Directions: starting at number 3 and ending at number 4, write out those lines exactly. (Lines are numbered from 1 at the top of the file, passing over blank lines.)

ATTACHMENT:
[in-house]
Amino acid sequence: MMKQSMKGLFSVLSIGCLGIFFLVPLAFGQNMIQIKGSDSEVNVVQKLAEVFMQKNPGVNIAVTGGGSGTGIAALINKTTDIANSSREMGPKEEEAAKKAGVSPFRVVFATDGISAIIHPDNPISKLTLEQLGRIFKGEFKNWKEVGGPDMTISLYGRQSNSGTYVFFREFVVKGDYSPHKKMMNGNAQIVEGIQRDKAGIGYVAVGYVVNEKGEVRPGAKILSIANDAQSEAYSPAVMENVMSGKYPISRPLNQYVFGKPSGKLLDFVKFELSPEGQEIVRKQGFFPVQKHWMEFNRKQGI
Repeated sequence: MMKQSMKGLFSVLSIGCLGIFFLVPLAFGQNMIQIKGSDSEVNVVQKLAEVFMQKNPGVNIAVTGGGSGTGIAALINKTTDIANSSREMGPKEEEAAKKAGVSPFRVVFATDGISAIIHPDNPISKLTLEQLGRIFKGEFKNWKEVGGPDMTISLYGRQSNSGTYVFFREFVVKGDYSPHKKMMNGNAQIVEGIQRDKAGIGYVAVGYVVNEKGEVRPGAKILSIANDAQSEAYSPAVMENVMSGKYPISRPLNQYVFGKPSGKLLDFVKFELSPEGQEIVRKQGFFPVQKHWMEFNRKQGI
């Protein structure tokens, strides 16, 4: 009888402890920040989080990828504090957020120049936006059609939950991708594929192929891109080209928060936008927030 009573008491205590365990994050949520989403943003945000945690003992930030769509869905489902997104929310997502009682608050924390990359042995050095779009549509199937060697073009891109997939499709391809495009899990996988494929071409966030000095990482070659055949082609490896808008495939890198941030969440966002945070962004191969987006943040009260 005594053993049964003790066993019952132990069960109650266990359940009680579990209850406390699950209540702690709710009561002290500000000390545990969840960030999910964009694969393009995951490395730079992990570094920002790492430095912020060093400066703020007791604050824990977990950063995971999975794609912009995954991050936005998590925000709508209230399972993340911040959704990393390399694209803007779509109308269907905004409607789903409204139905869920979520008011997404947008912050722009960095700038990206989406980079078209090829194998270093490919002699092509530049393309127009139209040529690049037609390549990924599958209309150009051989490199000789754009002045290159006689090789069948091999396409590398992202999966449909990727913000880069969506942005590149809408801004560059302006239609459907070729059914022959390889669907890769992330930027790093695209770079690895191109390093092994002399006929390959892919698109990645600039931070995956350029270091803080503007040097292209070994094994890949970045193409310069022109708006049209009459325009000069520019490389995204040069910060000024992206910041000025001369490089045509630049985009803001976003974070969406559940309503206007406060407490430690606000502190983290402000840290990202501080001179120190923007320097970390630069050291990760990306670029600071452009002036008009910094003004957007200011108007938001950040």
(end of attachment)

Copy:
Repeated sequence: MMKQSMKGLFSVLSIGCLGIFFLVPLAFGQNMIQIKGSDSEVNVVQKLAEVFMQKNPGVNIAVTGGGSGTGIAALINKTTDIANSSREMGPKEEEAAKKAGVSPFRVVFATDGISAIIHPDNPISKLTLEQLGRIFKGEFKNWKEVGGPDMTISLYGRQSNSGTYVFFREFVVKGDYSPHKKMMNGNAQIVEGIQRDKAGIGYVAVGYVVNEKGEVRPGAKILSIANDAQSEAYSPAVMENVMSGKYPISRPLNQYVFGKPSGKLLDFVKFELSPEGQEIVRKQGFFPVQKHWMEFNRKQGI
């Protein structure tokens, strides 16, 4: 009888402890920040989080990828504090957020120049936006059609939950991708594929192929891109080209928060936008927030 009573008491205590365990994050949520989403943003945000945690003992930030769509869905489902997104929310997502009682608050924390990359042995050095779009549509199937060697073009891109997939499709391809495009899990996988494929071409966030000095990482070659055949082609490896808008495939890198941030969440966002945070962004191969987006943040009260 005594053993049964003790066993019952132990069960109650266990359940009680579990209850406390699950209540702690709710009561002290500000000390545990969840960030999910964009694969393009995951490395730079992990570094920002790492430095912020060093400066703020007791604050824990977990950063995971999975794609912009995954991050936005998590925000709508209230399972993340911040959704990393390399694209803007779509109308269907905004409607789903409204139905869920979520008011997404947008912050722009960095700038990206989406980079078209090829194998270093490919002699092509530049393309127009139209040529690049037609390549990924599958209309150009051989490199000789754009002045290159006689090789069948091999396409590398992202999966449909990727913000880069969506942005590149809408801004560059302006239609459907070729059914022959390889669907890769992330930027790093695209770079690895191109390093092994002399006929390959892919698109990645600039931070995956350029270091803080503007040097292209070994094994890949970045193409310069022109708006049209009459325009000069520019490389995204040069910060000024992206910041000025001369490089045509630049985009803001976003974070969406559940309503206007406060407490430690606000502190983290402000840290990202501080001179120190923007320097970390630069050291990760990306670029600071452009002036008009910094003004957007200011108007938001950040």